Look, if you had one shot, one opportunity, to seize everything you ever wanted, would you capture it or just let it slip?
That is the question currently facing Penn baseball, which will travel to Columbia this weekend to play a one-game playoff that will decide the victor of the Lou Gehrig Division. The winner of the game will head on to the Ivy League Championship Series, where it will take on Red Rolfe Division champion Dartmouth.
Penn (22-14, 16-4 Ivy) has been largely dominant in Ivy play thus far, as the pitching of Ronnie Glenn and Connor Cuff has allowed the Quakers to shut down opposing offenses. Meanwhile, the offensive pop provided by Austin Bossart, Connor Betbeze and Mitch Montaldo has beaten up on opposing pitching to the tune of a league-leading .324 team batting average and .524 slugging percentage through the team’s 20 league games.
However, despite its dominance, the Quakers are back in the same position that they were last year, when they lost a similar big game to their foes from the Big Apple. The Lions went on to sweep the Big Green in the championship .
However, coach John Yurkow is confident that his team will find different results that it did last season.
“I think it’s a little bit easier,” he said. “Last year, you had a team that hadn’t played in a meaningful game. The nice thing is, right up until last weekend, it’s been a playoff atmosphere.”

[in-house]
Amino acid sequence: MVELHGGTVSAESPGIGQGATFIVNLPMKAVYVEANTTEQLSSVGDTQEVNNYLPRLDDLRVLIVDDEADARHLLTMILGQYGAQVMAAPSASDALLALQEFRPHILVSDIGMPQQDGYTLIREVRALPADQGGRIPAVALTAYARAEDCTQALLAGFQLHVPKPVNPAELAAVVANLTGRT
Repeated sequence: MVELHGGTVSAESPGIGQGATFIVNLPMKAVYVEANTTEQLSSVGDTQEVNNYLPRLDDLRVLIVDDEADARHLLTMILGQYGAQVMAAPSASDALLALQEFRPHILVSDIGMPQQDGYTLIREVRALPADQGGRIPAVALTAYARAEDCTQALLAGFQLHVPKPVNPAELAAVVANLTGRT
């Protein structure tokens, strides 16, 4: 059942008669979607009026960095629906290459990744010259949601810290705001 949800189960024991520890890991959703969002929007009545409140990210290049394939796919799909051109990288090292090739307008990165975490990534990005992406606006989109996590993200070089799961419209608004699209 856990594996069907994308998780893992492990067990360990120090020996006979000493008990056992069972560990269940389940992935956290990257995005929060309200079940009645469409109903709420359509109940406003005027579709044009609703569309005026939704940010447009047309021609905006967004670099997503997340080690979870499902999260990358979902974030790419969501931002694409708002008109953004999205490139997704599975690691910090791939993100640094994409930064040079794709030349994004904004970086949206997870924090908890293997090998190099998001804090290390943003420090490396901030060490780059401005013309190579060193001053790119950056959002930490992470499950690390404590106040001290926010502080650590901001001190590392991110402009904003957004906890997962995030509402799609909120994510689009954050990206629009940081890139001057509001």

Tied with Columbia in the Gehrig Division coming into last weekend, the Quakers split a four-game set with the Lions. The teams played two doubleheaders, with Penn taking the first matchup in each series before dropping the second game.
Thus, the unofficial best-of-five series will head to a fifth game, that will be settled on Columbia’s home turf in New York.
Despite the lack of home-field advantage, Bossart is insistent that a laid-back mentality is the key for the Quakers this weekend.
“We just need to make sure everyone’s just relaxed and calm going into it, honestly,” he said. “Everyone’s really excited for this game, and they want to go out there and play their best. But being calm is really the biggest thing for us.”
This year, the Quakers have been led on the mound by the two-headed monster of senior hurlers Cuff and Glenn. For a variety of reasons — including Cuff’s abysmal performance allowing three runs in less than an inning against the Lions last Saturday — Glenn will be the one getting the nod for the Red and Blue in Saturday’s all-important showdown.
“It’s a blessing, but it’s just like any other game,” Glenn said. “It’s just an opportunity to go out there and play my game and have fun with it.”
Although Penn has largely dominated their opposition thus far — their .324 average in league play leads the Ancient Eight — their season will come down to a single nine-inning affair, a tilt in which they came out on the wrong side just a year ago.
Still, Yurkow is fully confident that his squad will be completely prepared for the biggest game of its season.
“At this point in the year, it shouldn’t be that hard to get ready to play.”
So, ready or not, the Quakers will be coming to the city that never sleeps this weekend.
And the Red and Blue hope that the past is anything but prologue.
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